Posts tagged Legal

Terms of Use and Privacy Policy Resources

Unfortunately the legal stuff is just part of the world we live in. If it’s not patents, it’s privacy laws (which aren’t a bad thing) or liability. Unless you have a lawyer in your friends or family for a bootstrapped startup or micro enterprise there usually isn’t much of an option to have your stuff drafted fresh.

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We all know we need some legal agreements, in my Tools and Services to get your Business Started post I went over some of the tools and services we used to launch my company. Resgrid is a cloud service company providing logistics and management tools to first responder organizations like volunteer fire, career fire, EMS, search and rescue, public safety, disaster relief organizations, etc. It was founded in 2012 by myself and Jason Jarrett (staxmanade).

In that blog post I mentioned LawDepot. It’s a service we still use, the price is great and they have a good number of legal document generation tools. But they don’t cover everything, so we needed to look somewhere else for those.

As with any legal document you should always run them by your lawyer, it sucks, but there could easily be provisions in your local jurisdiction that can invalidate portions of the document.

Terms of Use/Terms of Service

App.Net’s GitHub: App.Net has put a Terms of Service, Privacy Policy and Copyright Template on their Github. They are very clean have nice documentation points for your to expand the documents and licensed under CC-BY-SA 3.0. App.Net is in California, so it’s a nice leg up if your located there.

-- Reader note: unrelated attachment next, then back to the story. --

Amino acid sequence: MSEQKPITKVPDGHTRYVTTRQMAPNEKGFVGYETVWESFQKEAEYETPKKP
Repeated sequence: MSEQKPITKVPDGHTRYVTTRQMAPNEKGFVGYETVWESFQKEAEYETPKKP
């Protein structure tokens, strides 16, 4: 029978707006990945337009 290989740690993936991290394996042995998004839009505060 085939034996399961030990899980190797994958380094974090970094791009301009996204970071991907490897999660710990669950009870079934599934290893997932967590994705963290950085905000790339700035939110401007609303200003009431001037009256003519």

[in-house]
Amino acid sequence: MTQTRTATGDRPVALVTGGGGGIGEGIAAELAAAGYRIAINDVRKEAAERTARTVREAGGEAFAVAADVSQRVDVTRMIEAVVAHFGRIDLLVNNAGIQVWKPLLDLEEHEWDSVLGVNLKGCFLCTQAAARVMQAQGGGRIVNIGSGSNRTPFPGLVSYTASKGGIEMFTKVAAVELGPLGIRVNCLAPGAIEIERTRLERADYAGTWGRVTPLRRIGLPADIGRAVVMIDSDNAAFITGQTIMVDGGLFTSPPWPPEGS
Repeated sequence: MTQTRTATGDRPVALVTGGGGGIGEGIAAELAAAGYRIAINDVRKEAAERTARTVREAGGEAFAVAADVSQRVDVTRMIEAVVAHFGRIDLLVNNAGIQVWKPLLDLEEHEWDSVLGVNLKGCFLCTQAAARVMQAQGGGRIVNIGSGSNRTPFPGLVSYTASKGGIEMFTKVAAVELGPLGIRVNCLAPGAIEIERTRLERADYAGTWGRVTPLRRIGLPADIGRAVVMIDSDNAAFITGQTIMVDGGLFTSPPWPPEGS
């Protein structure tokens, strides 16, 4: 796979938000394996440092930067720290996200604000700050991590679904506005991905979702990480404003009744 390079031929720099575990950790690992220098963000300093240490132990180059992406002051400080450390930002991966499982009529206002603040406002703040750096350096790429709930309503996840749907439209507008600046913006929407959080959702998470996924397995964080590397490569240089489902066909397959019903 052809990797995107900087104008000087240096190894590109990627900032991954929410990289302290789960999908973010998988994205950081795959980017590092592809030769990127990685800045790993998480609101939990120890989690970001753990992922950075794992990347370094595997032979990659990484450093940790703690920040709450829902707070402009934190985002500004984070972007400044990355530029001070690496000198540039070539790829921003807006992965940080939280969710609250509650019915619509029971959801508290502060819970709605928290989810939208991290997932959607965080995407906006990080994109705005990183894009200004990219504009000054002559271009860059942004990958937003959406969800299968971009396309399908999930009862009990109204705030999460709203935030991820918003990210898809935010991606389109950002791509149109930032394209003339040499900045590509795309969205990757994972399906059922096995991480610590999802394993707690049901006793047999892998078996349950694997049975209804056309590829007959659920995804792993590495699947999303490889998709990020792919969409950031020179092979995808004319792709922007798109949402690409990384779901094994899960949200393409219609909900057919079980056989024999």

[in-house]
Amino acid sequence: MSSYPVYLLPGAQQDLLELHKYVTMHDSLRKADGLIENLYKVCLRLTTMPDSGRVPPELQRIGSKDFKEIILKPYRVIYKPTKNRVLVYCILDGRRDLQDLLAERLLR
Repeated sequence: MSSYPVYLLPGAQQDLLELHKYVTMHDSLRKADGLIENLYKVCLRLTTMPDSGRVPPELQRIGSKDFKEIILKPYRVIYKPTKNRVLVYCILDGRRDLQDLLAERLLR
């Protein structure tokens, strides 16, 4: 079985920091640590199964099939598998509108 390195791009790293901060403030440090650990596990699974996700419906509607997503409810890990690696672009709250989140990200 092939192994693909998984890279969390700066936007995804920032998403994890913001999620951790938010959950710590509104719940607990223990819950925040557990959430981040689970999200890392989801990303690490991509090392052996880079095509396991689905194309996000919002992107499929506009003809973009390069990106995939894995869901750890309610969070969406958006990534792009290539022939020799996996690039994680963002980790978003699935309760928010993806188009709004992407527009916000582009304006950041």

WordPress: The great peeps at Automattic have put the WordPress Terms of Service out for your to use and licensed it under CC-BY-SA 3.0. You will have to do a lot of pruning with the WordPress terms, unless you a lot of user generated content. They also have their named programs in there that you will also have to prune and alter.

TermsFeed: I found TermsFeed a little late in my process, but if I found them earlier I probably would have used them. The pricing is great, and you can use it to generate custom Privacy Policies, Terms of Services, Terms and Conditions, Terms of Use and a Return and Refund Policy.

Hosted Privacy Polices

iubenda: Has a very nice interface for creating your privacy policy and it hosts the policy for you, allowing you to embed it in your site and update the policy on the fly. They have built in blocks for a lot of 3rd party services out there, for example using Google AdWords or CloudFlare. Licenses aren’t that expensive, but the monthly plan ones can get out of hand. Generates specific privacy policies for Websites, Mobile Apps and Facebook Apps.

Truste Mobile: Need a free privacy policy specific for your mobile app? TRUSTe has a free (hosted) privacy policy generator that allows you to select a lot of nice terms to include in your mobile app. It’s not as precise, or as good looking, as iubenda’s but it gets the job done.

Dangers of using someone else’s terms or policies

  1. Outdated: Any agreement you choose can be outdated. Laws constantly change (politicians love adding new laws) and if you don’t stay on top of the legal landscape you can open yourself up to liability.
  2. Not Appropriate: For example California enacted tougher privacy laws and everyone’s privacy policy needed to be altered. Depending on where you company is based, or the market it’s servicing your agreements and policies need to be appropriate for that jurisdiction.